Tabla man: Sam Evans

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An Australian musician has an evergreen passion for an Indian classical instrument
MEL CS Sam Tabla
Despite his humble upbringing in rural Australia, Sam Evans has carved a niche for himself in the realm of Indian classical music in Melbourne and beyond, with his instrument of choice being the tabla.
Sam has always had a fascination for drums from a very early age and travelled the world for the sole purpose of discovering a percussion instrument that would electrify him. After extensive trips to Africa and different parts of Europe, Sam had his eureka moment in Varanasi when he spotted someone playing the tabla, and since then there’s been no looking back. “I always wanted to excel at something and the tabla is what I’ve chosen to be good at,” he says.
Sam lived in India for nearly a decade during which he learnt to play the tabla from renowned Pandit Anindo Chatterjee. Armed with Bachelors, Honours and Masters Degrees in music performance on this instrument, he has performed live on Indian and Australian television, written music for documentaries and performed on both national and international radio. He continues his stellar career, performing with a variety of bands at international jazz and world music festivals.
In Melbourne, Sam performs solo at tabla concerts and plays with a number of traditional Indian ensembles. He has also toured with internationally acclaimed Indian classical guitarist Debasis Chakroborty in both Australia and India, with whom he has released the album Charukeshi.
Apart from his music commitments, Sam launched the Melbourne Tabla School in Hawthorn in 2007 and currently has about fifty students from all age groups. Additionally, he holds lectures on Indian and world music, as well as running a program on Indian rhythms at the Monash University.
So when did it dawn upon him that he could make a living playing the tabla? “I started to learn the instrument when I was 19, and there came a time when some people from the audience would ask me if I was willing to teach their children.  It was due to this demand that the tabla school came into existence,” the livewire musician reveals.
Having watched Sam perform at concerts, one must admit that he brings a lot of fun and energy to his performances. He adds, “It’s a reflection of my personality and comes naturally to me. Also, we need to enjoy and have fun when we learn something otherwise there’s no point in learning it.”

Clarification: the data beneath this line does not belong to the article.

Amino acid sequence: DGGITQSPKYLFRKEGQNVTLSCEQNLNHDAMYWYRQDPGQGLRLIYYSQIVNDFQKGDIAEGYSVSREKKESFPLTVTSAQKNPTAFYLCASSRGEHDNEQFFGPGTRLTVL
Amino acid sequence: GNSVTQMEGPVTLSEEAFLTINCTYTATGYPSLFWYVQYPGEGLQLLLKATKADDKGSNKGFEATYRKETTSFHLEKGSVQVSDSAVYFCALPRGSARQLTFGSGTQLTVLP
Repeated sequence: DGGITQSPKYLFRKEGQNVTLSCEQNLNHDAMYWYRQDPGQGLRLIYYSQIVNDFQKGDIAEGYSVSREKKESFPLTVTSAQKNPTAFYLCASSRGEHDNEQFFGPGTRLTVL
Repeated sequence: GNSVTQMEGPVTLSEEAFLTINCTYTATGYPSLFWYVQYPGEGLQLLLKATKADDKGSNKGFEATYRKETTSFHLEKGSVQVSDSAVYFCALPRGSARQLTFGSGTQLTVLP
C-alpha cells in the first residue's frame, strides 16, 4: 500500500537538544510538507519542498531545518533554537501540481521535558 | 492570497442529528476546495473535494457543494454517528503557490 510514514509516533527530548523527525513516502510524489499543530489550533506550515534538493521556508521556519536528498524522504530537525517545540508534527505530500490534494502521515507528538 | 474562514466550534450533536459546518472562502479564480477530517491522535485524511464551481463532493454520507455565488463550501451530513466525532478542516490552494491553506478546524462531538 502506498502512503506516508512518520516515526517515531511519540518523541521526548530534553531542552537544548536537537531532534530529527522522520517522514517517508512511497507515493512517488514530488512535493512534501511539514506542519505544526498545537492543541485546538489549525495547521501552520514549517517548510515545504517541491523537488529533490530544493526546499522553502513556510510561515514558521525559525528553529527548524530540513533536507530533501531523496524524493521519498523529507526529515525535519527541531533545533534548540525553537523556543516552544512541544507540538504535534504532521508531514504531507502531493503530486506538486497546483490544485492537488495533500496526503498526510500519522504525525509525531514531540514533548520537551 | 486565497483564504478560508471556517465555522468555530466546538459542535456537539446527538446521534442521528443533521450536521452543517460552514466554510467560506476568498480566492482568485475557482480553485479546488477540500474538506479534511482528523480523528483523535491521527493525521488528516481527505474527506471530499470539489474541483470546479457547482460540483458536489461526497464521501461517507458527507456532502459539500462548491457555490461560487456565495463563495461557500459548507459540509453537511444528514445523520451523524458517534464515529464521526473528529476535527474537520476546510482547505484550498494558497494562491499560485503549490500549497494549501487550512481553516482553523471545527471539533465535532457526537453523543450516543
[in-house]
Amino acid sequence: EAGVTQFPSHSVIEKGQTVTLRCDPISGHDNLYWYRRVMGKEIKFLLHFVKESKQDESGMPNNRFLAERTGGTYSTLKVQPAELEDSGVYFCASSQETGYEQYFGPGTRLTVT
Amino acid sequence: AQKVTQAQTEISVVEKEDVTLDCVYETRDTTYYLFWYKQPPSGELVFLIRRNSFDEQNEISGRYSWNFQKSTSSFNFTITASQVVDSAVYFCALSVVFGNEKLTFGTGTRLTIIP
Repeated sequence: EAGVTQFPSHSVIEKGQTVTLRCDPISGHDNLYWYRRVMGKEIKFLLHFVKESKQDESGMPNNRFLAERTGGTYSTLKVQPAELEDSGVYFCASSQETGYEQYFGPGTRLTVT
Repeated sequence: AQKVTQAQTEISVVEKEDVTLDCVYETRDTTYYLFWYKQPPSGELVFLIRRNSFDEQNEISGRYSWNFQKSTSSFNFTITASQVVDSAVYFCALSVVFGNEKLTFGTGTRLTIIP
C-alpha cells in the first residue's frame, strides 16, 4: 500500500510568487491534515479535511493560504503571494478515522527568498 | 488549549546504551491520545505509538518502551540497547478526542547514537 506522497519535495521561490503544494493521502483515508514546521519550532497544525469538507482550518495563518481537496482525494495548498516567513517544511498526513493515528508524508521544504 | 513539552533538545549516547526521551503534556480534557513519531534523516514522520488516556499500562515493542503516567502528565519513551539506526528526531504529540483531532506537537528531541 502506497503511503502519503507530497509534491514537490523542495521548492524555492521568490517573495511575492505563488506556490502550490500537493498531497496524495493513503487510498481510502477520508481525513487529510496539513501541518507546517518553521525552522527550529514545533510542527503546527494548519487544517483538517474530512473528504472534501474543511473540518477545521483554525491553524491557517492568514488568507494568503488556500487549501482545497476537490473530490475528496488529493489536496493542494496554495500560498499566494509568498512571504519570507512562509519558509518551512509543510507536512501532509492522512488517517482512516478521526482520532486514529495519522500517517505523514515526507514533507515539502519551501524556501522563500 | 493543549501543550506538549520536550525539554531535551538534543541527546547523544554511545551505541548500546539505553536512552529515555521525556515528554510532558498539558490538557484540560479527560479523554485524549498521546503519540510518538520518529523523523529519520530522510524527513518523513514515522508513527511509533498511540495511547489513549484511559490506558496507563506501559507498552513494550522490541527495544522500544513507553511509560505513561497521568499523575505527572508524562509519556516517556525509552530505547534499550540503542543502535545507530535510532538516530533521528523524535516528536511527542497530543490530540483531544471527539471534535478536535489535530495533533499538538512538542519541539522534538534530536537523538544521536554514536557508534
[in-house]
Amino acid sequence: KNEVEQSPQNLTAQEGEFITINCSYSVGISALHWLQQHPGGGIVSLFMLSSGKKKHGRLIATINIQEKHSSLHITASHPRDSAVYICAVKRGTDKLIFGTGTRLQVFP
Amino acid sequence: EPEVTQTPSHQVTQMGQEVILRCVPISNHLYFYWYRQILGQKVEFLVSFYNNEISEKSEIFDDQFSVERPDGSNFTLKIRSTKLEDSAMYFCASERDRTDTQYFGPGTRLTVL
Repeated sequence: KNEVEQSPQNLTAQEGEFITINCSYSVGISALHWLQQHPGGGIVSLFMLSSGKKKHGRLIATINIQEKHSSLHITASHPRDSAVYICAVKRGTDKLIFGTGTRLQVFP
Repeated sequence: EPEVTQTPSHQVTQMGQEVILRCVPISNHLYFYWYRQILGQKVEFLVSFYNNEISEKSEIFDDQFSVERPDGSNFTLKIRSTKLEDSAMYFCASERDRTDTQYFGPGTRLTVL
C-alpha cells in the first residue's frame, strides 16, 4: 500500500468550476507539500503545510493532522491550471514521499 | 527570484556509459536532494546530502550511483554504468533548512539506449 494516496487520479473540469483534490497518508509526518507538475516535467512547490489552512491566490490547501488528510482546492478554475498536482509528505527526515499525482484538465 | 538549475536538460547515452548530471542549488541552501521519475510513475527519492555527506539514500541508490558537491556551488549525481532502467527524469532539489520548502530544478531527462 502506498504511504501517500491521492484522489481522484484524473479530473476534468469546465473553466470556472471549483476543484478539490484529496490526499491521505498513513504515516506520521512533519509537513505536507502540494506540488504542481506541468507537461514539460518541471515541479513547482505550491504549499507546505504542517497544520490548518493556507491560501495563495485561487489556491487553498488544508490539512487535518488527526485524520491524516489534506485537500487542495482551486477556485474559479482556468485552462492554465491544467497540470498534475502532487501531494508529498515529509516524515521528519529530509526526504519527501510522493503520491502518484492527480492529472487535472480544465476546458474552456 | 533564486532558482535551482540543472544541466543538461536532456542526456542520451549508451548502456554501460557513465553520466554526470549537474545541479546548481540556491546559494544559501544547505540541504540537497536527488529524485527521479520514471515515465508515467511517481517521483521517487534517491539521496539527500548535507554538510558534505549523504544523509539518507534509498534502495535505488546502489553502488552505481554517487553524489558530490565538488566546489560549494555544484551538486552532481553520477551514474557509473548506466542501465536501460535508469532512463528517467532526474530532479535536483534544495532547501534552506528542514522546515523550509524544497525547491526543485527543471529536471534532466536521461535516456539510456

Being proficient in the classical genre, Sam believes that Indian classical music is in safe hands, despite the advent of technology in music. “Ten years ago I would’ve thought Indian classical music was on the wane but since opening the tabla school in Melbourne, I am surprised by the number of people still very keen to learn the tabla extensively,” he says. “Moreover, learning to play an instrument is beautiful just like the fascination to read and write or learn a new language. As for Indian classical music, it was Pandit Ravi Shankar who modified the elaborate traditional music structures of the tabla in America, and adapted it to suit the modern society we live in where everything is expected to be instant and immediate. So, Indian classical music has adapted very well and will never die,” he adds vehemently.
The versatile Sam is also part of popular Melbourne-based band ‘Fine Blue Thread’ that is steeped in the genre of world music. He adds, “Our target audience is limited but we are now working on an album throwing in elements of pop, yet retaining our world music sound.” Their last album, ‘Red Mountain’, received rave reviews in Australia and Europe, and one of the tracks from the album was featured on a world music CD compiled by the BBC titled ‘A Beginners Guide to the music of India‘ alongside compositions by legends such as Ravi Shankar, Nitin Sawhney and Nusrat Fateh Ali Khan.
With a ceaseless desire to improve, motivation to play the tabla after nearly twenty years comes naturally to Sam. “I don’t consider myself an expert yet and am still learning. I just want to keep going forward as there’s so much more for me to explore with this instrument,” he says.
As for the future, Sam is showing no signs of slowing down. He says, “I am almost through with writing a book on tabla notations primarily for the western audience which should be published soon. I hope to do a PhD in a few years’ time, and I want to see the tabla school grow into a few more outlets spread across Melbourne. Also, I would love to continue to explore different music genres with the tabla.” He has also written a chapter on world music and the tabla in the Oxford Handbook of Music Education which was released this year.

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